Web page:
In one of my earliest blogs, I talked about what makes a professional service firm successful. Specifically, I detailed ten aspects that were certainly important in my own company-build journey and that I have subsequently noted appear commonly in successful, high-growth organizations. In this essay, I talk about one of these – an effective board of directors – and why this needs to be a critical component of your firm’s governance (even at an early stage!).
Building an effective board of directors
I should say, specifically, that an effective board of directors and keeping on top of the discipline of regular board sessions is – without doubt – one of the key determinants to company build success I have observed. Like a business plan, the existence of a board discipline is not an infallible guarantor of forward success. I can say with near certainty, however, that businesses that do not instal such a regular, critical, part-independent, strategic, directional oversight of their affairs – invariably just meander along.
Corporate governance, as a topic, really emerged in the 1990s. Certainly so, in the US and UK, amidst the scandals of BCCI, Polly Peck, Guinness, Maxwell and – into the 2000s – with Enron and Worldcom. For large, listed companies the topic of the board, and the role of the company director, became increasingly regulated and focused upon as a plethora of enquiries (Greenbury, Turnbull, Higgs, Combined Code, Sarbanes-Oxley etc) sought to get under the skin of what had gone wrong in such infamous instances of corporate failure.
But, what has all this got to do with fledgling, owner-managed start-ups I hear you ask?
Well, in relation to the question of how you build a high-performing business – regardless of size and ownership structure – it is very important. Many of the lessons learned are directly translatable!
At the centre of this topic, is the role of the board. I would strongly advocate the establishment of an effective board from the earliest moments – even if you are a sole owner and this all feels a bit too grown-up for your stage of corporate development. The reason for this is that the existence of an effective board of directors accentuates the key difference between directing a business (working on it) and managing a business (working in it). The board focuses on the former and without it you are more likely to succumb to the very common situation of working hard but not smartly.
Please send me
My example board terms of reference
You see, most common themes of corporate failure are to do with misdirection not mismanagement.
There are tomes of guidance on the purpose, structuring and roles of boards, so I only want to point you to the headline, salient features here with an emphatic reinforcement of how key an element I believe this is in the architecture of a high-potential firm.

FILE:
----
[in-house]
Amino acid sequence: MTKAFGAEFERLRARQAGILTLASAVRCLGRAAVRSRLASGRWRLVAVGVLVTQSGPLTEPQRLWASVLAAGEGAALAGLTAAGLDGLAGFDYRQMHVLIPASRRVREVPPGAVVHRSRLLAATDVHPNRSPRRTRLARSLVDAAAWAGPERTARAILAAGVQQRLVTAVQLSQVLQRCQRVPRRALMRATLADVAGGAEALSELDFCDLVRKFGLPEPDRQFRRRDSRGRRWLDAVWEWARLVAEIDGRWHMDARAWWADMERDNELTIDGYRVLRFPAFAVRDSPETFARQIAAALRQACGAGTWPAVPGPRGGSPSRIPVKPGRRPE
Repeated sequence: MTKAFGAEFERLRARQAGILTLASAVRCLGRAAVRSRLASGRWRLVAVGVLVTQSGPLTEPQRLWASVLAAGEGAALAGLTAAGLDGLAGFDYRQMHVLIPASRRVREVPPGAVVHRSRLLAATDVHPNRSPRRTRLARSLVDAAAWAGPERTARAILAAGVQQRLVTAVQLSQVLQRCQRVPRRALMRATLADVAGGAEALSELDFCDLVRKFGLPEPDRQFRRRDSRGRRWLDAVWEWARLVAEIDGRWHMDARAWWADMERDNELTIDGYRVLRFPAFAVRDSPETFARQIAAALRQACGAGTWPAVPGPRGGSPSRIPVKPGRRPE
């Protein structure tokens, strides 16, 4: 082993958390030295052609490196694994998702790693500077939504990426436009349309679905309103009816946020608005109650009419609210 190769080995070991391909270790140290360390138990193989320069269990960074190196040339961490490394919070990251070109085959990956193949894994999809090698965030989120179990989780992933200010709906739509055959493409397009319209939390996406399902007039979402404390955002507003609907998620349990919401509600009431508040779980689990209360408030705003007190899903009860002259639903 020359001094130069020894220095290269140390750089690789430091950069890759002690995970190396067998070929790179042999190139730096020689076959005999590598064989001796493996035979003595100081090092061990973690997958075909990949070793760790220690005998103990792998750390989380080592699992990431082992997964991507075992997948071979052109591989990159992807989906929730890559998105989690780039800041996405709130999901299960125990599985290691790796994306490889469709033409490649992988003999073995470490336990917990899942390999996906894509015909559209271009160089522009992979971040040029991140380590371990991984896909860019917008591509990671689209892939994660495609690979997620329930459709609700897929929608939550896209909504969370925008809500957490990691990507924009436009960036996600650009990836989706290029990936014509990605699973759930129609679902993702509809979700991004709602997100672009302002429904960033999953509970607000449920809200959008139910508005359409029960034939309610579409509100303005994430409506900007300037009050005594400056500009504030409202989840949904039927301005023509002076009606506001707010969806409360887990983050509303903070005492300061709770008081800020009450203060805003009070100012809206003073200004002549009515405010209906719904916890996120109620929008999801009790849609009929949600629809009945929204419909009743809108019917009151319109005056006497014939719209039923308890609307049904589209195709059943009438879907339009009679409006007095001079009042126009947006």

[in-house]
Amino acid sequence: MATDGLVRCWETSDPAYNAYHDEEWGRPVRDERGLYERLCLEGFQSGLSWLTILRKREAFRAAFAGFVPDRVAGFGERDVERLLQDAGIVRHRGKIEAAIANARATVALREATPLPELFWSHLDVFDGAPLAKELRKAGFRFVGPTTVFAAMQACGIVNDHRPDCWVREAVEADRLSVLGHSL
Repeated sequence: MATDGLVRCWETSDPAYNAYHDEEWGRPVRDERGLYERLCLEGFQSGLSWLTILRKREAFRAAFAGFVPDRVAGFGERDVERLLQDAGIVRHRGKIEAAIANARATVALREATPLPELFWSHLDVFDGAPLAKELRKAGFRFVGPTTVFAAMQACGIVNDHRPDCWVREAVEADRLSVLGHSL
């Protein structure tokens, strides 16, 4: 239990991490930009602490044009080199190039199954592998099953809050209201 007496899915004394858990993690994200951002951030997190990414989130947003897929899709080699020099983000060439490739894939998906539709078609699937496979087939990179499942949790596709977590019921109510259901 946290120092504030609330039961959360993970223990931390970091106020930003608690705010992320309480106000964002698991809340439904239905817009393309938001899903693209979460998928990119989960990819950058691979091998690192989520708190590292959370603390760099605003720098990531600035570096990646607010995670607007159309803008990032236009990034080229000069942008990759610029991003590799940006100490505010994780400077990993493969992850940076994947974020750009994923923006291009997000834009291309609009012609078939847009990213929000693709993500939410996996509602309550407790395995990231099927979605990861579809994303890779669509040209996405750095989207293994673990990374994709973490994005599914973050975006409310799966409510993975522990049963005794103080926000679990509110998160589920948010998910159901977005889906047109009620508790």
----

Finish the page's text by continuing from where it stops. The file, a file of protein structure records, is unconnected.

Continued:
At its simplest level, the role of an effective board of directors is to do with performance and conformance as the following diagram illustrates. Its key tasks, therefore, are to do with foresight, strategic thinking and high-level oversight of the operational elements of the business.
Figure: Role of the board
In terms of structure, to best achieve this, there needs to be a mix of talent and representation but don’t feel this means a large construct. Even successful $billion-revenue PLCs are run by boards of less than ten members; certainly anything larger can quickly become dysfunctional.
At a certain size, and stage of growth, the separation of Chairman and Chief Executive is a key (and, in my mind, desirable) feature. From the very outset, however, I would strongly advocate including in this composition one or (ideally) two non-executive directors (NEDs). Well selected, these individuals can make an inordinate difference to your firm’s direction and, therefore, success.
At a practical level, you clearly have a firm to run so, whilst it is important that you build in this aspect of your firm’s organisation, board members can’t spend all their time preparing for, and attending, board meetings. The right balance and frequency is a question for you but a very typical arrangement is a quarterly, half-day meeting. A typical agenda will cover the aspects of the figure above as well as any additional, specific items (Reserved Matters) that the company has specified as being of board-level significance.
If you have yet to constitute a board, do so now. Ask around for well-referred, relevant non-executives. In advance of the inaugural session, start to complete a Terms of Reference (ToR) document for this forum (an important document that stipulates its composition, function, reserved matters, delegated authorities etc). You can sign up for a free example template ToR below.